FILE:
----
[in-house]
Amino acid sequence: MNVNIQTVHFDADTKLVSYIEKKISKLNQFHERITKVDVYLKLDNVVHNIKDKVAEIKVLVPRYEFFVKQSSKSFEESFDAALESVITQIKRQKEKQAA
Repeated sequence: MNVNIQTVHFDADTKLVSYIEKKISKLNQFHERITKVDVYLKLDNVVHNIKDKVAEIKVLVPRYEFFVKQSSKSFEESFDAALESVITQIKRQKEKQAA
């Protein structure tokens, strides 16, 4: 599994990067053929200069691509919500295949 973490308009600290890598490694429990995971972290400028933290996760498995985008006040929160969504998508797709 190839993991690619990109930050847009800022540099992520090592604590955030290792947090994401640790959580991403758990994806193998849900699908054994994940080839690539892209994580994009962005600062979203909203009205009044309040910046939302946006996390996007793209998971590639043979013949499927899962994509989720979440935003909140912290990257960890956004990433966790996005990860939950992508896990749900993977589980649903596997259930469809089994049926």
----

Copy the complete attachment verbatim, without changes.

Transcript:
[in-house]
Amino acid sequence: MNVNIQTVHFDADTKLVSYIEKKISKLNQFHERITKVDVYLKLDNVVHNIKDKVAEIKVLVPRYEFFVKQSSKSFEESFDAALESVITQIKRQKEKQAA
Repeated sequence: MNVNIQTVHFDADTKLVSYIEKKISKLNQFHERITKVDVYLKLDNVVHNIKDKVAEIKVLVPRYEFFVKQSSKSFEESFDAALESVITQIKRQKEKQAA
């Protein structure tokens, strides 16, 4: 599994990067053929200069691509919500295949 973490308009600290890598490694429990995971972290400028933290996760498995985008006040929160969504998508797709 190839993991690619990109930050847009800022540099992520090592604590955030290792947090994401640790959580991403758990994806193998849900699908054994994940080839690539892209994580994009962005600062979203909203009205009044309040910046939302946006996390996007793209998971590639043979013949499927899962994509989720979440935003909140912290990257960890956004990433966790996005990860939950992508896990749900993977589980649903596997259930469809089994049926």